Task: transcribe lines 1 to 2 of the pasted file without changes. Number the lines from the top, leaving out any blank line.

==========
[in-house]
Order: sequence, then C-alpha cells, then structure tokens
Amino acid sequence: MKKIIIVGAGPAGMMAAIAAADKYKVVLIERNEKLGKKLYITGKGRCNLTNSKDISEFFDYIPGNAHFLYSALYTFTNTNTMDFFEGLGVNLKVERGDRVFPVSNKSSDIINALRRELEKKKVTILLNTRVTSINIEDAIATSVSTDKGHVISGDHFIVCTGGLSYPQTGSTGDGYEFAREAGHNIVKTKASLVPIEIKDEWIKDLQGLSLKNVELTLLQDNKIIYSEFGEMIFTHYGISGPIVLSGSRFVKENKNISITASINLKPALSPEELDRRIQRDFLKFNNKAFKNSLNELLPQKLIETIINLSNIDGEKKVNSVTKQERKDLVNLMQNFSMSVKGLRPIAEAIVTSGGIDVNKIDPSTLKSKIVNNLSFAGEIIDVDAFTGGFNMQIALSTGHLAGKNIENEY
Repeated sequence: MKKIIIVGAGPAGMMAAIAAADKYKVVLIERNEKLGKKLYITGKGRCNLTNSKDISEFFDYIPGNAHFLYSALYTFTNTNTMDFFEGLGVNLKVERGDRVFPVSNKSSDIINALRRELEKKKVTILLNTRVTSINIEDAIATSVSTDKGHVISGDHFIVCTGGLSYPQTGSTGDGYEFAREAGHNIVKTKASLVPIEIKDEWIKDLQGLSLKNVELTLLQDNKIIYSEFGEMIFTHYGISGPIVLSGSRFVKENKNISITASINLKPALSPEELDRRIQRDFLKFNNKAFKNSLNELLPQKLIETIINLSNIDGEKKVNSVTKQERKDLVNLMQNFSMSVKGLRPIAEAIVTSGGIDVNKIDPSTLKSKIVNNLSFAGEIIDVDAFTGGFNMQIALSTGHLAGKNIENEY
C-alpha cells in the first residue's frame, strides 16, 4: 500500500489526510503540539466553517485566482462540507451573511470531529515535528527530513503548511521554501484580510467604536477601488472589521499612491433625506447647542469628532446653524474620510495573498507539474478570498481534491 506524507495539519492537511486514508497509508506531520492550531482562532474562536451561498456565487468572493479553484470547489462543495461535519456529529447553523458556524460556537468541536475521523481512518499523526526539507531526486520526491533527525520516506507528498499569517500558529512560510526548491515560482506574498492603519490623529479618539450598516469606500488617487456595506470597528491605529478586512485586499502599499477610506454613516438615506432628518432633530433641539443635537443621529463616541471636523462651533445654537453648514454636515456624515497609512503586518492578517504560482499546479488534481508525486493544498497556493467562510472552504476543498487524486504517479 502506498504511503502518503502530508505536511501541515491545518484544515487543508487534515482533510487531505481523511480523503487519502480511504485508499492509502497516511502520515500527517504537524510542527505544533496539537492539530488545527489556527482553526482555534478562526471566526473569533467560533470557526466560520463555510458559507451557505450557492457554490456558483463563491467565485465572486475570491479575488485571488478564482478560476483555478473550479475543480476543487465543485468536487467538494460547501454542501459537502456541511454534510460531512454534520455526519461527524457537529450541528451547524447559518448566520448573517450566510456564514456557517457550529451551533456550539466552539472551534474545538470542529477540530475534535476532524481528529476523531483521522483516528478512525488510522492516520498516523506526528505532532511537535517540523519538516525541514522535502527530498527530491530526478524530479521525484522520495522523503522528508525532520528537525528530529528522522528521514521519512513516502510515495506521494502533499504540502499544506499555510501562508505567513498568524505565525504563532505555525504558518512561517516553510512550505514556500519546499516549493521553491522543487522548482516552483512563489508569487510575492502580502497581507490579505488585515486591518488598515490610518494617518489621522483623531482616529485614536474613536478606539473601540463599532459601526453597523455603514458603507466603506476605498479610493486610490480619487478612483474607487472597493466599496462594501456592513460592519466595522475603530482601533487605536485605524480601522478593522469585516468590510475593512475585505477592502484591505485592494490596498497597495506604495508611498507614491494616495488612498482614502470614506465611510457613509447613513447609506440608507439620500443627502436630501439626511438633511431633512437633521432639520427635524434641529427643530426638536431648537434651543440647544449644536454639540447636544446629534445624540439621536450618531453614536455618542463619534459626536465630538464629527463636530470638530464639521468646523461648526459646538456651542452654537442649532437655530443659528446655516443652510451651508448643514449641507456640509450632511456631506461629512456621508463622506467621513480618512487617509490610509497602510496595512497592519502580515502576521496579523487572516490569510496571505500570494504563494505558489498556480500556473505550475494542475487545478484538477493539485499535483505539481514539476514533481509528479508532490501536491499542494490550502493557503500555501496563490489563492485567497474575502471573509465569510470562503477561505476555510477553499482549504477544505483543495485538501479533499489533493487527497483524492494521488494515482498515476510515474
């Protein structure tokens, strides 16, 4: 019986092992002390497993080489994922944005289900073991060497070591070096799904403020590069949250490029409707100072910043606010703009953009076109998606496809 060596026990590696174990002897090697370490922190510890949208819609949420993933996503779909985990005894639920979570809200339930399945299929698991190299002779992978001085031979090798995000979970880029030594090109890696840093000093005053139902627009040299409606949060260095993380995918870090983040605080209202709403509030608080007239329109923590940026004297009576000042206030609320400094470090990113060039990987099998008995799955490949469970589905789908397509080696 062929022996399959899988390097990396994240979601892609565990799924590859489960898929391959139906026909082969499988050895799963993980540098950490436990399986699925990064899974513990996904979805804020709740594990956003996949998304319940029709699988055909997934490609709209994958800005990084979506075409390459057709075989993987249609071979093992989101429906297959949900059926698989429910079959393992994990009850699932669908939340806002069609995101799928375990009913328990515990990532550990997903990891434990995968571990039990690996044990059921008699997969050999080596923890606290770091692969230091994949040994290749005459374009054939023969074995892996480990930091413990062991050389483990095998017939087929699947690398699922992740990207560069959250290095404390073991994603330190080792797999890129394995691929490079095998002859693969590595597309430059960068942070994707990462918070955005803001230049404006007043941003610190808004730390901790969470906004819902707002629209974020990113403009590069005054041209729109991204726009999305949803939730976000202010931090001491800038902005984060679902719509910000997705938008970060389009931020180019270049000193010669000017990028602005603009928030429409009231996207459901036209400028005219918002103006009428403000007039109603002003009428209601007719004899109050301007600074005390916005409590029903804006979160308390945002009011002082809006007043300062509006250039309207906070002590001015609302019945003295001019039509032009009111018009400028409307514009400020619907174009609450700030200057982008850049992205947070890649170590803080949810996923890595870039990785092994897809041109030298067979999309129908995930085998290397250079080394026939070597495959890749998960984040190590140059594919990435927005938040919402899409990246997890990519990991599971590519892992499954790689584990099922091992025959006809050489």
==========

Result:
[in-house]
Order: sequence, then C-alpha cells, then structure tokens